Begin at the Beginning: Single Leg Strength

author - melissa witmer strength and conditioning

The offseason is a wonderful time of year to work on areas of fitness that you have been neglecting and to build up a base level of strength. Now that the need for results is less urgent, you are free to think about your long term health, strength, and fitness needs. Especially if you are injury-prone, you can take the time to do things right and prepare yourself for next season.

If you are not sure what you need to work on, then I recommend working on your one-legged strength and balance. Doing squats with heavy weights may look and feel more impressive, but one-legged strength is far more applicable to sports in which changes of direction and explosive action occur from one leg.

If it has been a while since you’ve been to the gym, start by doing less weight than you think you should. These one-legged exercises may be perceived as easier than squats, and deadlifts. However, the stabilizing muscles in the leg are much more active in controlling the movement of a lunge than a squat. Strengthening your stabilizing muscles will increase the grace and control of your movements on the ultimate field. Additionally, forward lunges require eccentric strength to decelerate the body. This is a characteristic that is not trained by squats or a leg press but is important when using your legs to decelerate and change direction in cutting.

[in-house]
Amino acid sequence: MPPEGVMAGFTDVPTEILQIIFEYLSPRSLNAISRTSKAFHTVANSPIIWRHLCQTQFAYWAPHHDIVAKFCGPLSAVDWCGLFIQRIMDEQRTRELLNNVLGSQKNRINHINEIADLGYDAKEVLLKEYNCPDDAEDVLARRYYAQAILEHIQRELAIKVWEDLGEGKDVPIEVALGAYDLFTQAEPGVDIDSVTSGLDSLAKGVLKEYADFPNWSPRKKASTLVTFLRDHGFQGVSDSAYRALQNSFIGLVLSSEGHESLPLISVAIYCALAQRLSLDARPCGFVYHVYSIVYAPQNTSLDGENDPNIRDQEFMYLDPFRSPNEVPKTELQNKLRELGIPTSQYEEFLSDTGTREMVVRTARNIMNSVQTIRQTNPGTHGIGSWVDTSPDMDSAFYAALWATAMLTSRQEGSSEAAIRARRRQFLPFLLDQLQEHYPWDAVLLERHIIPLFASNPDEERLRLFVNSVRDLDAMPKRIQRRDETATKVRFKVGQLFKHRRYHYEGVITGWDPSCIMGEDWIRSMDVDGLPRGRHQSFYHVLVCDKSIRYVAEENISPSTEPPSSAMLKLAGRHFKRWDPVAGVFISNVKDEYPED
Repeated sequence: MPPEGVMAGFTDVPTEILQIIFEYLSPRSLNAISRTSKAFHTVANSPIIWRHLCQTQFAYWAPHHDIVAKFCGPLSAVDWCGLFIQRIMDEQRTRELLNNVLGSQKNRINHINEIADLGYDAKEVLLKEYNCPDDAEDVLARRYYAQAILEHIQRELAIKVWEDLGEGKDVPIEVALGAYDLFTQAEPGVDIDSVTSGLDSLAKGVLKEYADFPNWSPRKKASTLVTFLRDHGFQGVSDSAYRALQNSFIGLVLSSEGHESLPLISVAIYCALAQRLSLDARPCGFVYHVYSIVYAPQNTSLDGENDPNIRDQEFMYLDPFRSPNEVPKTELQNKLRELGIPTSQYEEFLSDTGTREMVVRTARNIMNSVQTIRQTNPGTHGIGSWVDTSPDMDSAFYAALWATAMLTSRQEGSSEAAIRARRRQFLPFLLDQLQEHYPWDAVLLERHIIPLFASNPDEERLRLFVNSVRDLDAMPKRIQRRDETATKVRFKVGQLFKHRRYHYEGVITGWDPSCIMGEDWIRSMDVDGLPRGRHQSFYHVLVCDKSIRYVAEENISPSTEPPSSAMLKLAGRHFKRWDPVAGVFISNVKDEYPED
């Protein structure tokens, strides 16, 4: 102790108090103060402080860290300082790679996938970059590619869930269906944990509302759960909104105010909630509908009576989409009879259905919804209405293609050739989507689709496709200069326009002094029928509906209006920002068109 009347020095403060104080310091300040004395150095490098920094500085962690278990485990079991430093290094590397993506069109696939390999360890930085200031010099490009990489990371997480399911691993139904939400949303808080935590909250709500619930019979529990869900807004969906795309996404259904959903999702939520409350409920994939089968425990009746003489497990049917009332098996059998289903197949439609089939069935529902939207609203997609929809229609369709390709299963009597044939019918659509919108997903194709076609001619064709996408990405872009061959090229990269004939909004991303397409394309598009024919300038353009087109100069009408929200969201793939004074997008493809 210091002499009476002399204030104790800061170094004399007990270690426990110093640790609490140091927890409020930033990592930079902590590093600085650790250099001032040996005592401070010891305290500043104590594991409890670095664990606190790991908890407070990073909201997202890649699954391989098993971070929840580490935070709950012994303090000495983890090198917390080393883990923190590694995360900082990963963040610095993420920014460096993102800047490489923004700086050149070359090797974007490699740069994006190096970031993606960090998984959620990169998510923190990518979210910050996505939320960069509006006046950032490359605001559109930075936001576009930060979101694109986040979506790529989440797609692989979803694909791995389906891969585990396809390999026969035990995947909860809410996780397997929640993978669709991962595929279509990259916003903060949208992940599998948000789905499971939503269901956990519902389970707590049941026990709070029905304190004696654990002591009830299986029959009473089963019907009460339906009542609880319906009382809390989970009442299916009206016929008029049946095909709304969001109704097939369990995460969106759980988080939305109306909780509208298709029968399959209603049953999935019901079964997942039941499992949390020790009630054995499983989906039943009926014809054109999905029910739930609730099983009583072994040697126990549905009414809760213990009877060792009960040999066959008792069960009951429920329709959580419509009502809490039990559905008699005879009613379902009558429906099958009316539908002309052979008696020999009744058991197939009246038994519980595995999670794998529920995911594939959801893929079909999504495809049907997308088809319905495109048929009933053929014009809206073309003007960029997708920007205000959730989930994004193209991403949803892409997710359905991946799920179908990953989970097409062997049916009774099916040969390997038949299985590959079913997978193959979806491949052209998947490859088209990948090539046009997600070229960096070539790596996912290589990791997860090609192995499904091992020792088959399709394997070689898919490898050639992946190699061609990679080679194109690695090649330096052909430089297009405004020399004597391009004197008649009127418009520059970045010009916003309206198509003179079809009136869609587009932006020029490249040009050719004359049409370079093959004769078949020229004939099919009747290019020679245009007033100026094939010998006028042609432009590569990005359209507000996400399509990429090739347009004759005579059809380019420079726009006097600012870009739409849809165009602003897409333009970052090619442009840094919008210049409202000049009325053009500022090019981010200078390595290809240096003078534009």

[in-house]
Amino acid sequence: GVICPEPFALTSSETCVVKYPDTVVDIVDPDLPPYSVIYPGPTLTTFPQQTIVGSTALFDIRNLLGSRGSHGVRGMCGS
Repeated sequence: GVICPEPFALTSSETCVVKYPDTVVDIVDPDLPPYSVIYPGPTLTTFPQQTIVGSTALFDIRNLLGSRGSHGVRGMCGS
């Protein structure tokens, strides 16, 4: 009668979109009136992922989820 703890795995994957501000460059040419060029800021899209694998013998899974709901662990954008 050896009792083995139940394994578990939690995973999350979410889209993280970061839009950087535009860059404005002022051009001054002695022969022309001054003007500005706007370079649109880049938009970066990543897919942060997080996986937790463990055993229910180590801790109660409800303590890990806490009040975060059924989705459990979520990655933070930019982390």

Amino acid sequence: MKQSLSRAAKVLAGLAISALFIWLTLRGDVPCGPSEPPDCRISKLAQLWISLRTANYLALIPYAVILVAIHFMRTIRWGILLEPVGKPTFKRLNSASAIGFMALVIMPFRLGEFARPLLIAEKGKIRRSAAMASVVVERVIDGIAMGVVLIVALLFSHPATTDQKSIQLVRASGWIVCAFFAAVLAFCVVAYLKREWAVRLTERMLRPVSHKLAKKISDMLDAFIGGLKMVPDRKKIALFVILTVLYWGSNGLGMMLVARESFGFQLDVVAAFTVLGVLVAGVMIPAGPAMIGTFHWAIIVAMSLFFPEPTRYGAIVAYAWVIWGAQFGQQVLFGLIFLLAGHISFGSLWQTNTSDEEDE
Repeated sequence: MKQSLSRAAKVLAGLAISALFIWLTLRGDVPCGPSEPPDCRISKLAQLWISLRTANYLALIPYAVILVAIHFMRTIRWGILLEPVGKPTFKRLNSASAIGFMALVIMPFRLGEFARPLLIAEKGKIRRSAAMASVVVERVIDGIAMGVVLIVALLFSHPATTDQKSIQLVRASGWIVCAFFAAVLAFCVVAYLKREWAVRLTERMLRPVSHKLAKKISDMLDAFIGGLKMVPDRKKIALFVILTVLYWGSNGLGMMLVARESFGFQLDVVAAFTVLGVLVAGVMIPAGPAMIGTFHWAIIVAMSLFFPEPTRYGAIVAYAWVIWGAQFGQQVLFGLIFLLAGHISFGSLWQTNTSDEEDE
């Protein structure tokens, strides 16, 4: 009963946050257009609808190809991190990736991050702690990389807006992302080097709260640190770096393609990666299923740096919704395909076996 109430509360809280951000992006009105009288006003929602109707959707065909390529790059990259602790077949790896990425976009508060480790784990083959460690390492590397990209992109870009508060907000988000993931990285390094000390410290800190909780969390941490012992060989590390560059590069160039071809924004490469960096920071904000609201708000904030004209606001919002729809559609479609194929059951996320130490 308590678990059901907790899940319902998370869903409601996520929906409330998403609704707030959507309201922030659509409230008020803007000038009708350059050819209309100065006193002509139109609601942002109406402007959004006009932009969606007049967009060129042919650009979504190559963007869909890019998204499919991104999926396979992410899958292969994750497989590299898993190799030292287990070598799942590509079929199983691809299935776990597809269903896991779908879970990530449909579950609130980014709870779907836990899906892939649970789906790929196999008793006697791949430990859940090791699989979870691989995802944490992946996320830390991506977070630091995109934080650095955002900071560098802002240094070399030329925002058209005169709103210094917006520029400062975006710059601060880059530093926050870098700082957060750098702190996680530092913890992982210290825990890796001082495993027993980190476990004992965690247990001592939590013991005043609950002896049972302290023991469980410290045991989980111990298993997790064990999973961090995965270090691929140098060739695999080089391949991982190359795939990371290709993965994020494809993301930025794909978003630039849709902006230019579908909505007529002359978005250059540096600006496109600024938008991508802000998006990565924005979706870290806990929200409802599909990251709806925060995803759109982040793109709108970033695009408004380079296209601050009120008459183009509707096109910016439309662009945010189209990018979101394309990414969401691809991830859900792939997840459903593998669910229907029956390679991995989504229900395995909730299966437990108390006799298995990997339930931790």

Consider mixing some of the following exercises into your current weight room routine. 

Squat/lunge variations

Messiah College player, Rhino, demonstrating the squat and touch

Types of squats/lunges (listed from less to more difficult)...

Single leg exercises

Alternatively, pick 2-3 exercises from the squat/lunge list. Add the hip lifts and single-leg straight-legged deadlifts for a workout that will increase your balance, strength, and coordination.

Simple single-leg strength progression:

Start with 3 sets of 8-10 repetitions. Increase 2 reps each week until you get to 12 or 14. Then change the type of squat to add variety and difficulty. Start by doing these exercises with no weight. Dumbbells can be used to add resistance to many of these exercises as you become more proficient. Always keep in mind that form is far more important than the amount of weight used.